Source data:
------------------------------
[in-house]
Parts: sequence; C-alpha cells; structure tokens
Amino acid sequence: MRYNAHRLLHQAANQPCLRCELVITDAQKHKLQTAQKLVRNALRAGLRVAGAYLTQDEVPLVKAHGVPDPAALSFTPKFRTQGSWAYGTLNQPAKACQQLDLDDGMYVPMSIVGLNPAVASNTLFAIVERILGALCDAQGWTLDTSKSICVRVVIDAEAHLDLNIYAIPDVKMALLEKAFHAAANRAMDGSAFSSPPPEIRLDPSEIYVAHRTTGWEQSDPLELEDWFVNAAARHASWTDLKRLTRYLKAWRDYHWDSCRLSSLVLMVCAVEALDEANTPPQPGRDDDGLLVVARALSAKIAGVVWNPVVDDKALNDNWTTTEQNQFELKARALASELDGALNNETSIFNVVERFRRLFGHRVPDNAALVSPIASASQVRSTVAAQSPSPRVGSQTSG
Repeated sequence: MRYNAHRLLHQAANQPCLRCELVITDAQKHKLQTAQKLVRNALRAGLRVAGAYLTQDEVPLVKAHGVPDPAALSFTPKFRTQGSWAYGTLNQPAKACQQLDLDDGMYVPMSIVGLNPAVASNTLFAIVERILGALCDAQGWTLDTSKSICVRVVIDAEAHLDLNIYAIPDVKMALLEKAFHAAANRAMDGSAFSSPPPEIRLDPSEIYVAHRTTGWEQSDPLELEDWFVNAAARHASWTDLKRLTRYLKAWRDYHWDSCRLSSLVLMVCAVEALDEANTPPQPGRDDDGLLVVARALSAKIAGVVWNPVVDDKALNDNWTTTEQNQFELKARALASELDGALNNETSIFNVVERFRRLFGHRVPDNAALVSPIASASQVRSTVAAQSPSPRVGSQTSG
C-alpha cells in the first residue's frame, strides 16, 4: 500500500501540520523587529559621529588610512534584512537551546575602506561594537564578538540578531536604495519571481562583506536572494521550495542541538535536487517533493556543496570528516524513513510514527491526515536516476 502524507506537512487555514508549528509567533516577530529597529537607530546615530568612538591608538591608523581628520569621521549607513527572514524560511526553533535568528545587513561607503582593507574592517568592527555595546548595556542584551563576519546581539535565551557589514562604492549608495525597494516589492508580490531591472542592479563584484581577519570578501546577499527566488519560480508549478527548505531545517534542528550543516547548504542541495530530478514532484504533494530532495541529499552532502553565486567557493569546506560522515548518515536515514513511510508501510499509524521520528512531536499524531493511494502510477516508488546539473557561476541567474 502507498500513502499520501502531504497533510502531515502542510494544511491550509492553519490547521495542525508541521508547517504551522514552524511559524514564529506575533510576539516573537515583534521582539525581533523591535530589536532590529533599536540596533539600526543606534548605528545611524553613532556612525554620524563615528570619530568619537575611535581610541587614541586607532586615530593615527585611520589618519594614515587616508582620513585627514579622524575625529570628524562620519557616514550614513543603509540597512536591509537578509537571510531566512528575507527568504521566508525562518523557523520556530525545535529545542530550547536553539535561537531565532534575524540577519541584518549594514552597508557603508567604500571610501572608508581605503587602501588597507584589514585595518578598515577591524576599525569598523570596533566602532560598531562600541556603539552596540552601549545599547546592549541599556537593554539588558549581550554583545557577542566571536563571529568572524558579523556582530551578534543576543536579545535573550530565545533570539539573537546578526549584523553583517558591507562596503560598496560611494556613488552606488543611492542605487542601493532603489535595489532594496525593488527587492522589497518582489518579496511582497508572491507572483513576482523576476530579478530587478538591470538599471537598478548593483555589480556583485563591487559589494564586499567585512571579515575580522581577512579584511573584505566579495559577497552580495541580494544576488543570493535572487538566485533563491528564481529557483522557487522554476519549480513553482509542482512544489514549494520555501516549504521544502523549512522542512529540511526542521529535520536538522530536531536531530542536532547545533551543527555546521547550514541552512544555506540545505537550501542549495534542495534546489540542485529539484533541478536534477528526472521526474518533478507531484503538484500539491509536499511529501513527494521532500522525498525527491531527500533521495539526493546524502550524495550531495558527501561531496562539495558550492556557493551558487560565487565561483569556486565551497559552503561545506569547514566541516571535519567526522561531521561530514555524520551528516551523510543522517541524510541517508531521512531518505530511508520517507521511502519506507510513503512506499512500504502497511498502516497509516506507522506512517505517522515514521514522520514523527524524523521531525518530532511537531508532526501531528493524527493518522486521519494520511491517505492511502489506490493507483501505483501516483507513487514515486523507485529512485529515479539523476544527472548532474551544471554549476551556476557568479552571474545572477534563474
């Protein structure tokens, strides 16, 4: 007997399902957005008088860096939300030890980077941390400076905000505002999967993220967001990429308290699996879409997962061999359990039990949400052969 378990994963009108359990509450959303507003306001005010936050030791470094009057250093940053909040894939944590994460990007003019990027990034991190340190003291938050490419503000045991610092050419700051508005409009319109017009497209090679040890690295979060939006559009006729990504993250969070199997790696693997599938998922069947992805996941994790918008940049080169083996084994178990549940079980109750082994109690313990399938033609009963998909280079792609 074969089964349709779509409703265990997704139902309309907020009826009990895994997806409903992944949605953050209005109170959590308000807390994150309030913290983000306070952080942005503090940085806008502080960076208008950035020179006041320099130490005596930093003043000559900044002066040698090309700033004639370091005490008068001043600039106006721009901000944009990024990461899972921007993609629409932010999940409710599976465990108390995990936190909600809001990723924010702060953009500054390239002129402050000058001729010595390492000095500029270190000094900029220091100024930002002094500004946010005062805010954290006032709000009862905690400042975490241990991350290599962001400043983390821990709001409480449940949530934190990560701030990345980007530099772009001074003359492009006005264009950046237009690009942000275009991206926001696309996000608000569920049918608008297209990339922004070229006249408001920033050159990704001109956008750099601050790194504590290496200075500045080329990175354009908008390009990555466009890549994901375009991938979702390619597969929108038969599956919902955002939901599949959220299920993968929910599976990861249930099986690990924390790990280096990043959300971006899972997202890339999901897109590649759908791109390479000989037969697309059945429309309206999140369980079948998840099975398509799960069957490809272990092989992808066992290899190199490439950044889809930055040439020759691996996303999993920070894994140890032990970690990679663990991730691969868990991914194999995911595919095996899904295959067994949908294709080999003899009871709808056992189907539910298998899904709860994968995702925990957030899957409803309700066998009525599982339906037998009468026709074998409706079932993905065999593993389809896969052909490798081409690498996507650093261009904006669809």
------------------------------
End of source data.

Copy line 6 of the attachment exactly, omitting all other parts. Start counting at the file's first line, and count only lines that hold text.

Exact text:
């Protein structure tokens, strides 16, 4: 007997399902957005008088860096939300030890980077941390400076905000505002999967993220967001990429308290699996879409997962061999359990039990949400052969 378990994963009108359990509450959303507003306001005010936050030791470094009057250093940053909040894939944590994460990007003019990027990034991190340190003291938050490419503000045991610092050419700051508005409009319109017009497209090679040890690295979060939006559009006729990504993250969070199997790696693997599938998922069947992805996941994790918008940049080169083996084994178990549940079980109750082994109690313990399938033609009963998909280079792609 074969089964349709779509409703265990997704139902309309907020009826009990895994997806409903992944949605953050209005109170959590308000807390994150309030913290983000306070952080942005503090940085806008502080960076208008950035020179006041320099130490005596930093003043000559900044002066040698090309700033004639370091005490008068001043600039106006721009901000944009990024990461899972921007993609629409932010999940409710599976465990108390995990936190909600809001990723924010702060953009500054390239002129402050000058001729010595390492000095500029270190000094900029220091100024930002002094500004946010005062805010954290006032709000009862905690400042975490241990991350290599962001400043983390821990709001409480449940949530934190990560701030990345980007530099772009001074003359492009006005264009950046237009690009942000275009991206926001696309996000608000569920049918608008297209990339922004070229006249408001920033050159990704001109956008750099601050790194504590290496200075500045080329990175354009908008390009990555466009890549994901375009991938979702390619597969929108038969599956919902955002939901599949959220299920993968929910599976990861249930099986690990924390790990280096990043959300971006899972997202890339999901897109590649759908791109390479000989037969697309059945429309309206999140369980079948998840099975398509799960069957490809272990092989992808066992290899190199490439950044889809930055040439020759691996996303999993920070894994140890032990970690990679663990991730691969868990991914194999995911595919095996899904295959067994949908294709080999003899009871709808056992189907539910298998899904709860994968995702925990957030899957409803309700066998009525599982339906037998009468026709074998409706079932993905065999593993389809896969052909490798081409690498996507650093261009904006669809």